Keir Starmer confident Labour can win back Wakefield at by-election

Labour leader Sir Keir Starmer is confident his party can win Wakefield back in the upcoming by-election, following the resignation of “disgraced” Tory MP Imran Ahmad Khan

By Nathan Hyde
Wednesday, 4th May 2022, 4:36 pm

Mr Khan claimed a shock victory in the 2019 General Election, after the seat had been held by Labour for 89 years, but was forced to step down last month after he was found guilty of sexually assaulting a boy.Sir Keir told The Yorkshire Post: “We’ll put up an excellent candidate and what I hope is Wakefield can have a strong Labour MP that will represent and fight for Wakefield.

“What we’ve seen is a disgraced Tory MP who has been completely absent for over a year, not fighting for his constituents. Wakefield deserves so much better than that.

“The sooner we have a Labour MP there, fiercely defending and representing his or her constituents, the better.”

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Labour leader Sir Keir Starmer was in West Yorkshire today, ahead of the local elections

Labour has not named a candidate to stand and no date has been set for the by-election yet. Reports suggested former Chancellor Ed Balls was interested in running as a candidate for Labour, but he ruled himself out last month.

Sir Keir was in West Yorkshire today, ahead of the local elections.

He spoke to voters in Wakefield, where 21 seats are being contested on the Labour-controlled council, and candidates competing in Kirklees, where Labour is looking to regain an outright majority on the council.

During the visit, the Labour leader repeatedly dismissed claims that he broke lockdown rules by having beers and a curry in Durham last year as “relentless mud slinging” and said police have not contacted him since they closed the investigation.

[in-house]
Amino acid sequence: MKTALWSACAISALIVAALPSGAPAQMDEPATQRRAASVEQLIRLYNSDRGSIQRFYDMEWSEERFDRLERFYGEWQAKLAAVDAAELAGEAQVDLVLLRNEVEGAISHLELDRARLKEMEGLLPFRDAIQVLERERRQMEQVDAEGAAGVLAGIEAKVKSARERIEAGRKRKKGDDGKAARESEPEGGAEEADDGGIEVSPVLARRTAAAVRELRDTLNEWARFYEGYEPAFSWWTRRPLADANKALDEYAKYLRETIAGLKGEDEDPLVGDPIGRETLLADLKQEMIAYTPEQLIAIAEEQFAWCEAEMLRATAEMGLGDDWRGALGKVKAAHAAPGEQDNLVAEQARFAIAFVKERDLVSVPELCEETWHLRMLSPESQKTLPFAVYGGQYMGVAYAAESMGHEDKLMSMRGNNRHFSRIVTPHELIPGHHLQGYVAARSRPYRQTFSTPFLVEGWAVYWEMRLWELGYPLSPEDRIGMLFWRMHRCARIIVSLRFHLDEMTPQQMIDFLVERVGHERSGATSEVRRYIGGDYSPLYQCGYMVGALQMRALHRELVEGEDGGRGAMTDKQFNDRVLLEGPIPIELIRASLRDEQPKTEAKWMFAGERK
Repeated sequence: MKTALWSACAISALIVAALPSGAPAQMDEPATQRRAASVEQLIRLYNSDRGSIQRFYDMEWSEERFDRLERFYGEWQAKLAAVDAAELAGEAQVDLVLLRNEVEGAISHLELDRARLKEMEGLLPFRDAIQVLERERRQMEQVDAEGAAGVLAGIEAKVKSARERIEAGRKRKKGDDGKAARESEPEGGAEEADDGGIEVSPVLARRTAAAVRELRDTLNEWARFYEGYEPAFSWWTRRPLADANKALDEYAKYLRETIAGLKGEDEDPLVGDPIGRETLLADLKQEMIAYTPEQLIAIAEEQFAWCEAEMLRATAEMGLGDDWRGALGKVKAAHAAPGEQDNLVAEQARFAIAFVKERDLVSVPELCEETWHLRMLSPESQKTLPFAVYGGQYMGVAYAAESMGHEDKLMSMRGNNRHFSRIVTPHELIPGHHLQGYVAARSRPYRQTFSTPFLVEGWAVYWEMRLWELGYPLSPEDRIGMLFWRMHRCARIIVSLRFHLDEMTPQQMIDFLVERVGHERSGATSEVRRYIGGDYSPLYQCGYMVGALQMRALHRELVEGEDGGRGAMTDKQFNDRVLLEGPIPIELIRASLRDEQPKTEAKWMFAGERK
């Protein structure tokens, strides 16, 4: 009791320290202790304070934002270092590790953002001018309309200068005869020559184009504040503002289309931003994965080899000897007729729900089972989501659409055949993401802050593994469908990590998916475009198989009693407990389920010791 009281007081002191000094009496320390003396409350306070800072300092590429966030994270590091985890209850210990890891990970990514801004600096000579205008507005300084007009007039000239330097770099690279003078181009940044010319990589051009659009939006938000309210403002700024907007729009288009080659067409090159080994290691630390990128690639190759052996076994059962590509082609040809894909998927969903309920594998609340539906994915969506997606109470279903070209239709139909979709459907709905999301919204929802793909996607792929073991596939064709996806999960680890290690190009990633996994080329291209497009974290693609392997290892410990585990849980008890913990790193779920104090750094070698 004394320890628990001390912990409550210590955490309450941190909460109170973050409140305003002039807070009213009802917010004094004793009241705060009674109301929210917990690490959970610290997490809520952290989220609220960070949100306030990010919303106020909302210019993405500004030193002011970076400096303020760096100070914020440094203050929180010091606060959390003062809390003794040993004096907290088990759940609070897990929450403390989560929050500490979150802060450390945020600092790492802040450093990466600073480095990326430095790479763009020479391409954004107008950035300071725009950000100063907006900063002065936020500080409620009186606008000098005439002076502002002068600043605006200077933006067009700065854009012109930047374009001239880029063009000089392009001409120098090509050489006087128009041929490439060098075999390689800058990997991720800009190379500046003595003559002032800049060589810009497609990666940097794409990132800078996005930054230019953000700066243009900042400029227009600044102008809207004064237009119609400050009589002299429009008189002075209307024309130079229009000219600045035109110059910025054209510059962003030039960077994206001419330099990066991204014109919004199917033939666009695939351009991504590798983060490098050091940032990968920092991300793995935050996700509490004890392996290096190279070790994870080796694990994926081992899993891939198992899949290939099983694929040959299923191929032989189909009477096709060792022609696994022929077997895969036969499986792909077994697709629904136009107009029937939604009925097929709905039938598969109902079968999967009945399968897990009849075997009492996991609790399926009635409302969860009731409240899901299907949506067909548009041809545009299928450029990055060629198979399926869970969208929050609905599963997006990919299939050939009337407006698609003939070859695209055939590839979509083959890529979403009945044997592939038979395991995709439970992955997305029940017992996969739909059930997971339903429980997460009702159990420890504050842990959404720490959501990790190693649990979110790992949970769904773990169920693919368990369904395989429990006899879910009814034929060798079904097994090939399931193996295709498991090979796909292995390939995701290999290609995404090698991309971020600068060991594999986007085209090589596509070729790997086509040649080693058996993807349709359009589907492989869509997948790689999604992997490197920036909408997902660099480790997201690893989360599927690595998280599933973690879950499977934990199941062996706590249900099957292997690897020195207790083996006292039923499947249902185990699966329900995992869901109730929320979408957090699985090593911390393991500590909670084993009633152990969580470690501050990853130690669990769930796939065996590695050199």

Labour leader Sir Keir Starmer spoke to pensioners at Horbury Working Members Club in Wakefield earlier today about the cost-of-living crisis

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Sir Keir said there was “no breach of the rules”, as he stopped to eat with colleagues while working, but also insisted that voters in West Yorkshire were more interested in discussing the cost-of-living crisis.

“Here in West Yorkshire, we’ve a brilliant team of candidates and a very positive case we’re making,” he said.

“We’re laser like in our focus on the issue I think matters most: the cost of living crisis. Wherever I’ve gone around these communities people have said ‘Keir I can’t pay my bills, what can you do to help me?’

“We go into tomorrow – voting day – in positive spirits, but I know we’ve got to earn every vote in Kirklees and other places, taking absolutely nothing for granted.”

He added: “So many people, particularly people I’ve spoken to this morning, are worried about their bills and we’ve got a practical answer: a windfall tax on the oil and gas companies in the North Sea. We can use that to help people with their bills – up to £600 for those who need it most.

“I think it’s very clear which side the Labour Party is on. The Conservative party is protecting the profits of oil and gas companies and asking those who pay their bills to take a loan and then pay it back.”

It comes after Boris Johnson spoke out against windfall tax on big energy companies earlier this week and claimed it would “stop investment” in new technology and in renewable energy.

Several pensioners raised concerns about rising energy bills, during the Labour leader visit to Horbury Working Members Club this morning.

Molly Thewlis, 80, said: “Our generation have been brought up to cope and cut back. We will survive, but it will be hard.

“I must admit I’m cutting back already, turning things off around the house and doing the best I can to save money on food.”

While Carole Bottomley, 71, said she was worried about the rising cost of fuel.

“It’s about my independence,” she said. “I know have to think about how many times I go out and see people.”

However, Elaine Stringer, 73, and her partner Terry Chamberlain, 82, are confident they can cope with rising costs.

She said: “We’ve always looked after our money and we share the cost of things like dinner and transport. We live the life that we should be living and we are not in debt, like a lot of people.”